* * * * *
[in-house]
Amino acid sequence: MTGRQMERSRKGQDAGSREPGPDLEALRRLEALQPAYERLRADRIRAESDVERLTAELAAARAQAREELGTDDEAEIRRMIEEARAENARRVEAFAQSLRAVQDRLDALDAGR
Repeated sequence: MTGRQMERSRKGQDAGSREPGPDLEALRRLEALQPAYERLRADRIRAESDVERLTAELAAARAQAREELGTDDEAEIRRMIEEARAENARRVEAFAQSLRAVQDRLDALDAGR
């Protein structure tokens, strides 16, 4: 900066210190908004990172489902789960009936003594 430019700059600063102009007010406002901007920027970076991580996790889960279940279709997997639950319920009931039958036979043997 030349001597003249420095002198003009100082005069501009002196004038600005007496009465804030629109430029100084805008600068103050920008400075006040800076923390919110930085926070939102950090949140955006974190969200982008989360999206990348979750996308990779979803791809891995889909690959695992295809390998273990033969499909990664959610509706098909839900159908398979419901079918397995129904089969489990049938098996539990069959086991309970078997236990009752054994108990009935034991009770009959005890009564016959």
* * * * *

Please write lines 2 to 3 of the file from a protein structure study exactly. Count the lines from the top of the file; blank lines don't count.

Amino acid sequence: MTGRQMERSRKGQDAGSREPGPDLEALRRLEALQPAYERLRADRIRAESDVERLTAELAAARAQAREELGTDDEAEIRRMIEEARAENARRVEAFAQSLRAVQDRLDALDAGR
Repeated sequence: MTGRQMERSRKGQDAGSREPGPDLEALRRLEALQPAYERLRADRIRAESDVERLTAELAAARAQAREELGTDDEAEIRRMIEEARAENARRVEAFAQSLRAVQDRLDALDAGR